Economic Development and Highway Right-Sizing: White Paper
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Economic Development and Highway Right-Sizing: White Paper

Filetype[PDF-2.31 MB]

  • English

  • Details:

    • Alternative Title:
      Economic Development and Highway Right-Sizing
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    • Edition:
      White paper; Jul 2017- Nov 2018
    • NTL Classification:
    • Abstract:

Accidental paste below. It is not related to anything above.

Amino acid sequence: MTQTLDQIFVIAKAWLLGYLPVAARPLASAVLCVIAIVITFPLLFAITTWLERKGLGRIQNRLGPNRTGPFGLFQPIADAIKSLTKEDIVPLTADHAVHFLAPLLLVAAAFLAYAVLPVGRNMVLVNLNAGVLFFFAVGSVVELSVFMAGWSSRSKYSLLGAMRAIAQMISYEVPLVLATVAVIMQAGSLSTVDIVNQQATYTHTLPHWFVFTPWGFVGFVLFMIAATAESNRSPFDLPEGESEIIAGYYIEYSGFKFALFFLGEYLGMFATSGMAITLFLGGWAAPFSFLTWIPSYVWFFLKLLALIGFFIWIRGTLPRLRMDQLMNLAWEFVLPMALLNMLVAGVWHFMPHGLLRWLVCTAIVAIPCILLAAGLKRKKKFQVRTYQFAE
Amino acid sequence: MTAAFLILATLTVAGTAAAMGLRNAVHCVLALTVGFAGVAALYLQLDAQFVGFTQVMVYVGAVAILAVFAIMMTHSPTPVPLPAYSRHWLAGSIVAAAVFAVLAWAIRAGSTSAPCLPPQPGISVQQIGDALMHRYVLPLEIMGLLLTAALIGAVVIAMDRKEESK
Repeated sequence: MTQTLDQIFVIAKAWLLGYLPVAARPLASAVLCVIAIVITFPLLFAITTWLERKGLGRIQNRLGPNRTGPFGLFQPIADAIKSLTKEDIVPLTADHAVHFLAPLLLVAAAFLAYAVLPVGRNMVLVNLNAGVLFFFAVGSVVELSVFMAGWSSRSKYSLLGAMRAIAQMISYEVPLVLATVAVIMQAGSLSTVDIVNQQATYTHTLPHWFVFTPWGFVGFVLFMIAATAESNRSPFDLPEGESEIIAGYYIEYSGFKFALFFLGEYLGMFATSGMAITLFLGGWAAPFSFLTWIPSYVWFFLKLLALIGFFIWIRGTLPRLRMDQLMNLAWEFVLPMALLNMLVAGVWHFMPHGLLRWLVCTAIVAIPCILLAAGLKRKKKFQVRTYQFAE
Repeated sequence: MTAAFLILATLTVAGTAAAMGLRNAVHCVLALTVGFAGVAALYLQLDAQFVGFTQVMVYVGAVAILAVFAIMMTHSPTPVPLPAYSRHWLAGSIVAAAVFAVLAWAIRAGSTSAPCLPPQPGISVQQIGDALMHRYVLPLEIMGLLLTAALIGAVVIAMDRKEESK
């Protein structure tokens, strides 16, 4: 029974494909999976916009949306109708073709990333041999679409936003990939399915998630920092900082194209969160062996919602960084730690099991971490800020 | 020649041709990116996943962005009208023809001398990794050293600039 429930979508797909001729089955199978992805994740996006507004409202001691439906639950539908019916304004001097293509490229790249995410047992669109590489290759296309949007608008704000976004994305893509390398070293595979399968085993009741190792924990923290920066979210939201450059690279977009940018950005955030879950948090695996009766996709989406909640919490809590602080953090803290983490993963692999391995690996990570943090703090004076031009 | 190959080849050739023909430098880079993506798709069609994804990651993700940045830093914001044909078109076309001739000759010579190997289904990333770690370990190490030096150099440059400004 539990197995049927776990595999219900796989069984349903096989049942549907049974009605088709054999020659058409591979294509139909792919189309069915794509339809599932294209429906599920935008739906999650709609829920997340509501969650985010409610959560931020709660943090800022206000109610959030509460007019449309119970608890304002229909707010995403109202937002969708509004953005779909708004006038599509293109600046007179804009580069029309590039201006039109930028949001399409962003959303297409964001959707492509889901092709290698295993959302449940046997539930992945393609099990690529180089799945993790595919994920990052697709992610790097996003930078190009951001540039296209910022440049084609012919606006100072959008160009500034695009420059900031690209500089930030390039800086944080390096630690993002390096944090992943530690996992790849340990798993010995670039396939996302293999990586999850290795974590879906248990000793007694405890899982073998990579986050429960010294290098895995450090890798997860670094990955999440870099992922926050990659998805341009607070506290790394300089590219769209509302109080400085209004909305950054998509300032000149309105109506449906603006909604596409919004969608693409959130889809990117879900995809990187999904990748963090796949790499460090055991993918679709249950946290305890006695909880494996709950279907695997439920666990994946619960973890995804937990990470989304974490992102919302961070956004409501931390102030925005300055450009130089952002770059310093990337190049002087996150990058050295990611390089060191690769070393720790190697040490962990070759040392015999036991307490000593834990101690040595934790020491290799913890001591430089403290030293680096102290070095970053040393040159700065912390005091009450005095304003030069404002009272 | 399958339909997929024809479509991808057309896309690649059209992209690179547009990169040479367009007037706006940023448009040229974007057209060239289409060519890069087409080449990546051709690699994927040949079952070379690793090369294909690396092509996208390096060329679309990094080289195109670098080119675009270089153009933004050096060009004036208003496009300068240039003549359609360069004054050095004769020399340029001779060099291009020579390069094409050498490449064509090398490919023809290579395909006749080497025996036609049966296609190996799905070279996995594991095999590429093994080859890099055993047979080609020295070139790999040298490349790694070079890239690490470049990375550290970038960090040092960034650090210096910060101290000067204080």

The old “one-size-fits-all” approach to transportation divided communities and left them with gaps in existing transportation and infrastructure. Newer, context-sensitive solutions, like right-sizing, are an innovative approach to addressing this aging infrastructure. Instead of policies seeking only to appropriately match land use and transportation contexts on existing streets, right-sizing projects provide the opportunity to develop community oriented transportation policies that promote safety, community well-being, and help the community achieve broader economic development goals. The structure for right-sizing analysis can be broken into four steps, each associated with a decision or point of analysis necessary for communities to understand if and how they may benefit from right-sizing a transportation facility. Step 1 explores the desire or motivation for undertaking the project. Step 2 identifies potential traffic management strategies. Consideration may be given to shrinking the highway’s footprint, improving multimodal connectivity, or diverting the traffic to another route or into a tunnel. Step 3 identifies potential economic development goals that, when combined with transportation policies targeting specific mechanisms that drive economic development, can help the right-sizing project induce favorable economic development impacts. Step 4, the implementation initiative, summarizes the results of the previous three steps and includes estimation of possible economic development impacts should the goals identified in Step 2 be realized. The selection of the alternative will be context specific, will be different for each community, and involves balancing potential impacts, and negative externalities with community vision and neighborhood goals. Each community will choose to balance these impacts differently.
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